How would you describe the time from when your alarm goes off to when the bus screeches to a halt outside your door? If you're like most parents it boils down to total, utter chaos. You're not alone. "We all tend to leave stuff we have to do to the last minute," says Jamie Novak an organizational expert and author of 1000 Best Quick and Easy Time-Saving Strategies. "A list of seemingly small tasks can easily add up, and because there's only so much time in the morning, everything becomes rushed," explains Novak. There are, however, a number of ways you can make mornings go smoothly. Try these tips to give your kids a good, stress-free start to the school day.
Make meals easy. Cut down lunch prep time by preparing lunchboxes while fixing dinner. "You've already got a lot of food out," notes Novak, "And this way, you'll only have one post-meal clean up." You can also streamline breakfast by setting the table the night before, and by skipping foods that take lots of time to prepare.
Have some mom time. Get up 15 to 30 minutes before your crew so you'll have time to browse the paper, feed the dog, or just sit and have a peaceful cup of coffee. If you ease into your morning, you'll be less likely to feel stressed and take your anxious feelings out on your kids.
Pack backpacks in advance. Sure, you've heard it before, but packing up in advance is an essential step to keeping morning craziness to a minimum. When your child finishes his homework, have him pack up all of the books, permission slips, instruments, gym clothes and everything else he may need for the next day. Adding this to the homework routine prevents you from having to worry about last minute scrambles and forgotten papers.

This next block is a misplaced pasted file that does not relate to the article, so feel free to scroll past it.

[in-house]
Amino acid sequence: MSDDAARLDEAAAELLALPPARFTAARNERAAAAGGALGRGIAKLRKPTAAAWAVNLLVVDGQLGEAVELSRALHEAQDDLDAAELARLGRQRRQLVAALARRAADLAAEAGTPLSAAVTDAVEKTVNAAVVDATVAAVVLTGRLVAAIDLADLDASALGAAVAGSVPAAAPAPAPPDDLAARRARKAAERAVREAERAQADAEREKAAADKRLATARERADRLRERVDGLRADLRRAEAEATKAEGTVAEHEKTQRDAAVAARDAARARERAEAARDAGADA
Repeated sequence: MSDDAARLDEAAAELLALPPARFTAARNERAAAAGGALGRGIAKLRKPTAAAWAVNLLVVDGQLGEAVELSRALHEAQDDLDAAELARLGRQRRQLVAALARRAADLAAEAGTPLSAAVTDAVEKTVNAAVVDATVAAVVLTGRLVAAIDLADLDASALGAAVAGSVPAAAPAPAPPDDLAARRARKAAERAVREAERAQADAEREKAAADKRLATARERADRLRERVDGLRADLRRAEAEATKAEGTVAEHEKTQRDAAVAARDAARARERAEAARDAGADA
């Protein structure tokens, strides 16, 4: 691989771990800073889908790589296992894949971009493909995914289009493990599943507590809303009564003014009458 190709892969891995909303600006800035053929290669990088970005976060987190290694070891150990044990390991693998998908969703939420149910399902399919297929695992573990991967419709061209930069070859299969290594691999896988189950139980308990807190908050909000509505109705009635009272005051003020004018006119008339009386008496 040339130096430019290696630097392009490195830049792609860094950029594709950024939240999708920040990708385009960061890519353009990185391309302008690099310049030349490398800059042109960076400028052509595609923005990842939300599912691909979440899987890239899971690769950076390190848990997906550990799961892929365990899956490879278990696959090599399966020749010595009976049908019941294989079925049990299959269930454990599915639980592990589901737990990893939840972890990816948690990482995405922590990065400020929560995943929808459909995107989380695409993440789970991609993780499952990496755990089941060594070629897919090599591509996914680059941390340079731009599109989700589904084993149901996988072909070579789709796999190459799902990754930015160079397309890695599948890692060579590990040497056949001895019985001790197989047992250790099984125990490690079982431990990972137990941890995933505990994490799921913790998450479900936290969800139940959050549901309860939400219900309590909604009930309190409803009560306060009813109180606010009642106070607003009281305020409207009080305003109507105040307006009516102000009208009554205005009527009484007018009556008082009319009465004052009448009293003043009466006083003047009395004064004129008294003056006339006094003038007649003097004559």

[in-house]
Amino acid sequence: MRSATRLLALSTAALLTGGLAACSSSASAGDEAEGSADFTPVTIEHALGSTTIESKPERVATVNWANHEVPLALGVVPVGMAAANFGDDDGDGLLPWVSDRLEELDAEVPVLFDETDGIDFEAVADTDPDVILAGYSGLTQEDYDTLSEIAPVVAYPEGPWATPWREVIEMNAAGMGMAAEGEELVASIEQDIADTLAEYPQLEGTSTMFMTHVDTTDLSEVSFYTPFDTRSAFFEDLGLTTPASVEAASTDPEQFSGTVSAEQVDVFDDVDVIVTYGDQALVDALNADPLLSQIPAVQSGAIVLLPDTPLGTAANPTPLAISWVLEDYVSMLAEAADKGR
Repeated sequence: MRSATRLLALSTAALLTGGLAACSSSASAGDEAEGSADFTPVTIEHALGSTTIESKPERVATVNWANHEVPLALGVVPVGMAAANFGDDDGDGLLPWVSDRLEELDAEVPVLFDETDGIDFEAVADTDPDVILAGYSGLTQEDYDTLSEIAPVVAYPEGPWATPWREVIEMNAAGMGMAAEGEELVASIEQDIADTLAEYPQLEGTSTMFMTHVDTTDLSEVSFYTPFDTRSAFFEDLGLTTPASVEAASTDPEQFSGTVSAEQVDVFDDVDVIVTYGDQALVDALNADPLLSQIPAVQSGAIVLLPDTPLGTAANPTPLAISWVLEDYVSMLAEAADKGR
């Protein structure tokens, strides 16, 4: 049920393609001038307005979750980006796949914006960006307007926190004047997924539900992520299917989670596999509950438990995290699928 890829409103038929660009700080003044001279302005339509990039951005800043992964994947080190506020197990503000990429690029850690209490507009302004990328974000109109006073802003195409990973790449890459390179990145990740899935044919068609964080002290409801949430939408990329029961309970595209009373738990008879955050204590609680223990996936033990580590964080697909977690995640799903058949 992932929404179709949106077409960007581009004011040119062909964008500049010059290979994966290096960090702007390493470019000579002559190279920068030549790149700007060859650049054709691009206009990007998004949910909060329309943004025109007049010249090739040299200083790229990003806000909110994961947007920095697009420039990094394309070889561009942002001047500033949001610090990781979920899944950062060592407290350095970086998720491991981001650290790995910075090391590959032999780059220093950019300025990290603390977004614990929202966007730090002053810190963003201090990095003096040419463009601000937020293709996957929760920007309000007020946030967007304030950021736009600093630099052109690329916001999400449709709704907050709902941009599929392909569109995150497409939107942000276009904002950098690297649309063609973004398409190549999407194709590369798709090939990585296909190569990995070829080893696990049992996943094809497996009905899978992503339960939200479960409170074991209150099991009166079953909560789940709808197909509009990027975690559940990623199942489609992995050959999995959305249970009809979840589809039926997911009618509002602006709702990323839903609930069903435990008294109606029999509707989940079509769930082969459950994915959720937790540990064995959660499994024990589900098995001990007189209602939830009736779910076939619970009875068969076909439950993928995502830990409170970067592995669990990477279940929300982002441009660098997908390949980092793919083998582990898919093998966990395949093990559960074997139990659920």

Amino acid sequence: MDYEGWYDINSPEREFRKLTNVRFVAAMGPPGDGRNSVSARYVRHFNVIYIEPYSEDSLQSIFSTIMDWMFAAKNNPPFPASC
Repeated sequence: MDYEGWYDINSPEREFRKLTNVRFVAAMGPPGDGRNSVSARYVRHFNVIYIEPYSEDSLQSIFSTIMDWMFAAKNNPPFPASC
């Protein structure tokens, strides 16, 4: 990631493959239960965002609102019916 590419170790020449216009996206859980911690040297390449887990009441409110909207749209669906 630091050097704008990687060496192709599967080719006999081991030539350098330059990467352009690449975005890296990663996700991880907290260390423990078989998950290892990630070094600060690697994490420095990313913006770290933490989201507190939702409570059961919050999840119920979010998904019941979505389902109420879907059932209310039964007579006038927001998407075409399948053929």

Turn time into a game. Use timers to motivate children. "Kids love the challenge and game of beating a timer," says Novak. "They'll sprint around the house completing their tasks just to beat the clock."
Check the weather the night before. What's worse than scrambling to find your child's missing rain boot when you wake up to pouring rain? Get in the habit of checking the weather the night before so you'll have umbrellas, jackets, and hats at the ready.
Plan transportation. If there is no bus service in your neighborhood, see if you can find other parents to join you in a carpool. When you're responsible for getting other people's children to school on time, you'll have extra motivation to get out the door. Novak suggests using online calendars to organize the carpool so that everyone will have easy access to the latest version of the schedule.
Select outfits the night before. If your little fashionista has to try on tons of clothing before settling on the perfect outfit, start the process the night before--and narrow down her options. "Hang or store clothing you don't want your child wearing to school in a different place from her school clothes," suggests Kathy Peel, author of The Family Manager book series. This way, screaming matches over wearing princess outfits in public can be saved for the weekend.
Designate a launch pad. Be it an entryway cubby contraption or just your kitchen counter, establish a place where children can store all of the items they need for the next day. It can be helpful for this spot to be right by the door so items can be dropped upon entering the house and picked up when leaving.
Make it a team effort. Encourage children to help each other get out the door by turning them into a team with some sort of group reward or privilege, suggest Novak. "Kids will think: 'If we all get out the door on time, something good will happen, so here, let me help you put your backpack on and tie your shoes,'-- it gets everybody involved in getting out the door."
Think outside of the box. Avoid morning bathroom congestion by storing brushes and hair bands in the kitchen (where you usually end up using them) rather than the bathroom, suggests Novak. Also consider adding a mirror outside of the bathroom or in the kitchen to help alleviate some of the bathroom mirror backup.